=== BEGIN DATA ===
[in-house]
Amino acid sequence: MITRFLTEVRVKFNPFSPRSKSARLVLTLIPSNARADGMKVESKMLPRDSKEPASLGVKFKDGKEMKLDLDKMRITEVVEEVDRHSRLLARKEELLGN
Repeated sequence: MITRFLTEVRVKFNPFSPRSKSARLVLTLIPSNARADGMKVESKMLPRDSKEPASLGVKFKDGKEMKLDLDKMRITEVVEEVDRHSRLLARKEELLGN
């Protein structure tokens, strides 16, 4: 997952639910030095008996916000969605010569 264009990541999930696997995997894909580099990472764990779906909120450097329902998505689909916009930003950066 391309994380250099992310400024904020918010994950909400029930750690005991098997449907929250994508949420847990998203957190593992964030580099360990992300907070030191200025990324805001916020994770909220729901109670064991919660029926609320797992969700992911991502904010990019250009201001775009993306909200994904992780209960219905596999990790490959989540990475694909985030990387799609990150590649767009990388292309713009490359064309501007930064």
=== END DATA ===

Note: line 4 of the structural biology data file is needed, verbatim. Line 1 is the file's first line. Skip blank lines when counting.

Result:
């Protein structure tokens, strides 16, 4: 997952639910030095008996916000969605010569 264009990541999930696997995997894909580099990472764990779906909120450097329902998505689909916009930003950066 391309994380250099992310400024904020918010994950909400029930750690005991098997449907929250994508949420847990998203957190593992964030580099360990992300907070030191200025990324805001916020994770909220729901109670064991919660029926609320797992969700992911991502904010990019250009201001775009993306909200994904992780209960219905596999990790490959989540990475694909985030990387799609990150590649767009990388292309713009490359064309501007930064």